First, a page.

Mark McCormick, forex strategist with Crédit Agricole Corporate & Investment Bank, said his firm looks for jobs growth in line with consensus expectations, around 215,000.
“We think we’re going to see some pickup from the previous month, when we had 142(,000),” he said. “Services and manufacturing are expected to pick up after weakness in August.”
Statistically, there is potential for the August jobs number to be revised upward, said Marc Chandler, head of currency strategy with Brown Brothers Harriman. However, he is among those who are looking for some “disappointment” in the September payrolls figure, with a figure below 200,000.
“In something like 17 of the last 19 years, the August data has been revised up,” Chandler said. “And we had a weak August number. But, in six of the past nine years, September has come in lower than August.”
The economy grew 4.6% in the second quarter, the fastest pace since the fourth quarter of 2011. Expectations are for the just-ended third quarter to have been above-trend as well, Chandler said. “So I look for a return to trend growth in Q4,” he said. And that, he continued, could mean some softening in the labor market.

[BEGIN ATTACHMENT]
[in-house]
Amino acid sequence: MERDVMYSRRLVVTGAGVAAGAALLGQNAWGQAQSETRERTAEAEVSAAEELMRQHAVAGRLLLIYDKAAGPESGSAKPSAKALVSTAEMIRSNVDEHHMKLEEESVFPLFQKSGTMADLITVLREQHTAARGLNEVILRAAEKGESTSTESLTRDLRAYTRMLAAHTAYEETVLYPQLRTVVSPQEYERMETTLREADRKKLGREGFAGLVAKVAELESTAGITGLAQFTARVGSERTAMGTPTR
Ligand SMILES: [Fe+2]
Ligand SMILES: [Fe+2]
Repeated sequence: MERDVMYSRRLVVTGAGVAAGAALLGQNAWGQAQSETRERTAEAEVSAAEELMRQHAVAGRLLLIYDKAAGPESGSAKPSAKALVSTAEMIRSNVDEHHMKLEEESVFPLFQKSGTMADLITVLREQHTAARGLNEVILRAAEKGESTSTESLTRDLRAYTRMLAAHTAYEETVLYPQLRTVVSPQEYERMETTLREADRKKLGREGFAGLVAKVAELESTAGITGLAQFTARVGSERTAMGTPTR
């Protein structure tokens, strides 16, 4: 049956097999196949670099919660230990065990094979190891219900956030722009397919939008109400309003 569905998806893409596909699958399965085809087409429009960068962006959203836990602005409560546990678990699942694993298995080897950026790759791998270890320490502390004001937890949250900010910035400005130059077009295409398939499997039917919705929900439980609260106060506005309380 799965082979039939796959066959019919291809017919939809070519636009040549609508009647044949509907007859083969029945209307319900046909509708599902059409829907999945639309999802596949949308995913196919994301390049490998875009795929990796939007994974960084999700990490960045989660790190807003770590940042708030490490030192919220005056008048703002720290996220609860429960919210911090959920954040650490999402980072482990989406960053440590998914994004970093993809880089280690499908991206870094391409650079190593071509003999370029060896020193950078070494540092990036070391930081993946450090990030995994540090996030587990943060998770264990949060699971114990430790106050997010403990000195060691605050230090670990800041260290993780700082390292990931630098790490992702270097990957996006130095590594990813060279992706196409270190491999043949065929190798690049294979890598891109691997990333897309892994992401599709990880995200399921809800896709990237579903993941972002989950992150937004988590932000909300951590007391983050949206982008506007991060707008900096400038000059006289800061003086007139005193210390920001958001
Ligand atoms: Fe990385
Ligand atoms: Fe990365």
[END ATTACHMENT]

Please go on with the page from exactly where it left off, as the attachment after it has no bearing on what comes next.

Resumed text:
“For me, the sign for that is that the weekly initial jobless claims bottomed in July,” Chandler said. “That’s the low point in the cycle.”
Generally, he suggested, markets might have become “too optimistic” on the U.S. economy.
Overall, Chandler and McCormick described the medium- to longer-term fundamental backdrop as favorable for the U.S. dollar. Much of this is because of “bad things happening” in other economies like Europe and Japan, Chandler added.
However, both said some topping action could be occurring in the greenback. In particular, Chandler cited the euro’s ability to hold above Wednesday’s low despite more soft European economic data.
McCormick described the dollar as “overbought” in the short term, therefore susceptible to a short-term pullback on an as-expected jobs report.
“The dollar has advanced rapidly and so quickly on the back of potential normalization of Fed policy, or the first rate hike in mid-2015…,” he said. “Our concern is technical indicators and positioning both suggest the dollar is overbought at this point….We have the dollar index 3% above short-term fair value, when we start using sub-financial market indicators and interest-rate spreads and the outlook for monetary policy.”
The greenback would likely need a “big upside surprise” in the jobs data to maintain upward momentum in the near term, he added.
Chandler pointed out that futures traders have large short positions in the euro and yen. That means a softer-than-forecast U.S. jobs report means potential for short covering in the euro and yen, which in turn means a pullback in the U.S. dollar.